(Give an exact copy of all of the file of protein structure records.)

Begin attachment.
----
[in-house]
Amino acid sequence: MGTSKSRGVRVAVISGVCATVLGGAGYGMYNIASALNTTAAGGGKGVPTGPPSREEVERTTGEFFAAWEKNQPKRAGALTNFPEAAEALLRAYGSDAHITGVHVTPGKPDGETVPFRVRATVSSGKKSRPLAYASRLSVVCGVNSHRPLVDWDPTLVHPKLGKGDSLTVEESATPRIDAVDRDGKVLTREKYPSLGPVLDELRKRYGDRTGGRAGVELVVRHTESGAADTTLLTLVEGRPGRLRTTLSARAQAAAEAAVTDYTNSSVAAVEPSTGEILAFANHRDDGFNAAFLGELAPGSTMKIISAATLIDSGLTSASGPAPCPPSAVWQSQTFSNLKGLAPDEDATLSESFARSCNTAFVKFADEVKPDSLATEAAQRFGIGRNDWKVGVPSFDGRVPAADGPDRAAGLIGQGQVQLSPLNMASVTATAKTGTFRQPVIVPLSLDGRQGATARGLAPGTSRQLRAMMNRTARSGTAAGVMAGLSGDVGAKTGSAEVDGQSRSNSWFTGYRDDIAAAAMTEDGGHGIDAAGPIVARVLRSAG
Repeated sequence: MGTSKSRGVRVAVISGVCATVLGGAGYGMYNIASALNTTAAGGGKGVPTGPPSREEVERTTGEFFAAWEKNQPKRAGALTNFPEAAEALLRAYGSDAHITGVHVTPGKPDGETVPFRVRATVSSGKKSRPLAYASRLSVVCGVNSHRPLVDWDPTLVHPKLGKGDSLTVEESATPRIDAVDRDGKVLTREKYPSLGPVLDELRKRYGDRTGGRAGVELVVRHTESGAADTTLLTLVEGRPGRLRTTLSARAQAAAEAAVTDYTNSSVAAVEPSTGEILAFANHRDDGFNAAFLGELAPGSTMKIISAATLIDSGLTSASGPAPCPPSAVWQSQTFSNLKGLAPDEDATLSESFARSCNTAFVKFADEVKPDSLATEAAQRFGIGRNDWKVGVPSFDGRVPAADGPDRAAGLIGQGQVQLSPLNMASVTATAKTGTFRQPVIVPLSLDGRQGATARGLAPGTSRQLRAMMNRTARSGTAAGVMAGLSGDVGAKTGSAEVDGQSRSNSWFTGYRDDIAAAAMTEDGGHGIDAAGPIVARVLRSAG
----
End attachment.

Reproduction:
[in-house]
Amino acid sequence: MGTSKSRGVRVAVISGVCATVLGGAGYGMYNIASALNTTAAGGGKGVPTGPPSREEVERTTGEFFAAWEKNQPKRAGALTNFPEAAEALLRAYGSDAHITGVHVTPGKPDGETVPFRVRATVSSGKKSRPLAYASRLSVVCGVNSHRPLVDWDPTLVHPKLGKGDSLTVEESATPRIDAVDRDGKVLTREKYPSLGPVLDELRKRYGDRTGGRAGVELVVRHTESGAADTTLLTLVEGRPGRLRTTLSARAQAAAEAAVTDYTNSSVAAVEPSTGEILAFANHRDDGFNAAFLGELAPGSTMKIISAATLIDSGLTSASGPAPCPPSAVWQSQTFSNLKGLAPDEDATLSESFARSCNTAFVKFADEVKPDSLATEAAQRFGIGRNDWKVGVPSFDGRVPAADGPDRAAGLIGQGQVQLSPLNMASVTATAKTGTFRQPVIVPLSLDGRQGATARGLAPGTSRQLRAMMNRTARSGTAAGVMAGLSGDVGAKTGSAEVDGQSRSNSWFTGYRDDIAAAAMTEDGGHGIDAAGPIVARVLRSAG
Repeated sequence: MGTSKSRGVRVAVISGVCATVLGGAGYGMYNIASALNTTAAGGGKGVPTGPPSREEVERTTGEFFAAWEKNQPKRAGALTNFPEAAEALLRAYGSDAHITGVHVTPGKPDGETVPFRVRATVSSGKKSRPLAYASRLSVVCGVNSHRPLVDWDPTLVHPKLGKGDSLTVEESATPRIDAVDRDGKVLTREKYPSLGPVLDELRKRYGDRTGGRAGVELVVRHTESGAADTTLLTLVEGRPGRLRTTLSARAQAAAEAAVTDYTNSSVAAVEPSTGEILAFANHRDDGFNAAFLGELAPGSTMKIISAATLIDSGLTSASGPAPCPPSAVWQSQTFSNLKGLAPDEDATLSESFARSCNTAFVKFADEVKPDSLATEAAQRFGIGRNDWKVGVPSFDGRVPAADGPDRAAGLIGQGQVQLSPLNMASVTATAKTGTFRQPVIVPLSLDGRQGATARGLAPGTSRQLRAMMNRTARSGTAAGVMAGLSGDVGAKTGSAEVDGQSRSNSWFTGYRDDIAAAAMTEDGGHGIDAAGPIVARVLRSAG